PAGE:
When we think of white supremacist groups, we tend to automatically think of far-right fringe Christian groups like the KKK, but there is also a segment of white supremacists who hold to some variation of Norse or other pagan religions as the core of the Aryan identity and tradition. One of them is growing so fast that it just bought 44 acres to build their own compound in Tennessee.
Eric Meadows and his wife, Angela Johnson, both former members of the neo-Nazi National Socialist Movement, now lead “Wotan Nation,” described as a community of white supremacists following a revitalized belief system spawned by early Germanic paganism called “heathenism.”
Johnson purchased the rural Tennessee property in March 2017 and site-clearing work there is now underway, the Chattanooga Times Free Press first reported in weekend editions.
“Wotans Nation is indeed on the rise!” the group’s closed Facebook page claims. “The formation and creation of an actual location and community in the works and close to becoming a reality.”…
From its description and pagan-oriented symbols, the group appears to follow a religious dogma similar to those known as Asatru or Odinism, sometimes called Wotanism. With emphasis on Norse Gods, the racially based, warrior-style tribal religion targets people of European descent who describe themselves as folkish racialists or white separatists.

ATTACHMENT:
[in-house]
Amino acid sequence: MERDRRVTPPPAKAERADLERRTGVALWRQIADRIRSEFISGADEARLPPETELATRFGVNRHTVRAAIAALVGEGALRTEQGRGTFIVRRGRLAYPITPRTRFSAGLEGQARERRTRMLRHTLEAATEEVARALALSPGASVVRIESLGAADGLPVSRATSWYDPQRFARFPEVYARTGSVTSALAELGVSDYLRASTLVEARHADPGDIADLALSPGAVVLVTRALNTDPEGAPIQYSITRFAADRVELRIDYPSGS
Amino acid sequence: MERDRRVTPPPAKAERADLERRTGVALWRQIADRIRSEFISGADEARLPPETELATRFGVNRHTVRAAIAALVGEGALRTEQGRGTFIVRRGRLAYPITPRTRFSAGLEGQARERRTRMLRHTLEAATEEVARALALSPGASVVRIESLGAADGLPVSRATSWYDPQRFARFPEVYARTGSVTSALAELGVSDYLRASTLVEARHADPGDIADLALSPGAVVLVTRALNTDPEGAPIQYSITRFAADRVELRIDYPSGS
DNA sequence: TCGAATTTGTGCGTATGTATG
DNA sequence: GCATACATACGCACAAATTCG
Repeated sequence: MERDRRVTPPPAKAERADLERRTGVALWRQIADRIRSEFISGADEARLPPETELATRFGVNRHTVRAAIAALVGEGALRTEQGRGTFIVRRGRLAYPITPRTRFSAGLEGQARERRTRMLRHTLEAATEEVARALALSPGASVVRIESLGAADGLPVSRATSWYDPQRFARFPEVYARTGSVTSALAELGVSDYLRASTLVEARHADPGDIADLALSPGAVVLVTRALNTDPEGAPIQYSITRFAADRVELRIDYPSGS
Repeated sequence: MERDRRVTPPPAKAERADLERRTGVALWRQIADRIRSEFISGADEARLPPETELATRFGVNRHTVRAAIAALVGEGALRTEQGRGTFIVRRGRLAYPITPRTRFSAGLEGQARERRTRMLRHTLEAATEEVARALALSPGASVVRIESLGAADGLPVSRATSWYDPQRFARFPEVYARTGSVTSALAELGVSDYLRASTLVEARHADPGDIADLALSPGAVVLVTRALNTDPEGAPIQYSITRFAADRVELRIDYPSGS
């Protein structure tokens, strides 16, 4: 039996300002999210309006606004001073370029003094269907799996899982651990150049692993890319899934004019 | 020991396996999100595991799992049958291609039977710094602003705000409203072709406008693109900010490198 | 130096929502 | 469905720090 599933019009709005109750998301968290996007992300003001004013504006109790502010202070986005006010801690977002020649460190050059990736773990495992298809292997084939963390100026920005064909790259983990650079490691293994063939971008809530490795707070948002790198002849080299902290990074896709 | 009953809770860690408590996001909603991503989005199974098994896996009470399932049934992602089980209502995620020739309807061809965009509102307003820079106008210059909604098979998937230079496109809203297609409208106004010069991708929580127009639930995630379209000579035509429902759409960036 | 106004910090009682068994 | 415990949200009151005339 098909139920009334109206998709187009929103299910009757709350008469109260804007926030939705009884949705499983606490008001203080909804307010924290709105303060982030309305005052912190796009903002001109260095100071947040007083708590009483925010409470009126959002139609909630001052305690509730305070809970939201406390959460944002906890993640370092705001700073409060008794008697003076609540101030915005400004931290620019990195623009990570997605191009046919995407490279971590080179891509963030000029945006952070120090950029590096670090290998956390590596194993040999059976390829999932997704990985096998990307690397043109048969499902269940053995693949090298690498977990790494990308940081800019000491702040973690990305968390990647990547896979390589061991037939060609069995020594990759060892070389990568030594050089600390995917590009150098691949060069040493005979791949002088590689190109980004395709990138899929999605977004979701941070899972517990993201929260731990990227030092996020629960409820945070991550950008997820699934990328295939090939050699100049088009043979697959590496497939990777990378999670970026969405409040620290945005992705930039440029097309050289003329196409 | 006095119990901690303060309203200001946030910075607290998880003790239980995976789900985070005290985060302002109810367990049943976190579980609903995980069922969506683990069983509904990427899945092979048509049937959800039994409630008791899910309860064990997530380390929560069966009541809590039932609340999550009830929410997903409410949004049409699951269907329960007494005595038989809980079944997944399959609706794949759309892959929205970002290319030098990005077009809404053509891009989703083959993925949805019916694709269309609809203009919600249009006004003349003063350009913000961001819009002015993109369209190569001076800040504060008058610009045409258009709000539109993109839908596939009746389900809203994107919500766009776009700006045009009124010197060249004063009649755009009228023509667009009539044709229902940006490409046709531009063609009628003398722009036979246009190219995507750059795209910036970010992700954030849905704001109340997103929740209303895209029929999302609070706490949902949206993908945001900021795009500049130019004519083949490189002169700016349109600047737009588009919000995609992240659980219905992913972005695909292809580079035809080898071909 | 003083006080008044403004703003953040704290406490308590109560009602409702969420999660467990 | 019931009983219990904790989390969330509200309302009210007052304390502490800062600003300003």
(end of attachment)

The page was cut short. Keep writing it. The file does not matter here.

The group makes mention of “1488,” a reference to the 14-words spoken by the late David Lane, an Odinist, one-time Ku Klux Klan leader and imprisoned former member of the neo-Nazi group, The Order. He had ties to the Aryan Nations and was implicated in a series of racketeering crimes, including the 1984 assassination of radio talk show host Alan Berg, who was Jewish.
And they aren’t just out on the fringe anymore. They’ve been mainstreamed in the Republican party with the election of Donald Trump, who hires openly fascist advisors and plays footsie — at bare minimum — with the most extreme elements of the right — or as he calls them, “very fine people.” We can’t allow this to become the new normal. We must do what we have have had to many times previously, with the Know Nothings in the 1800s, the Lindbergh-led Nazi movement of the 1930s and the John Birch Society in the 1960s, which is to put them back into their cage.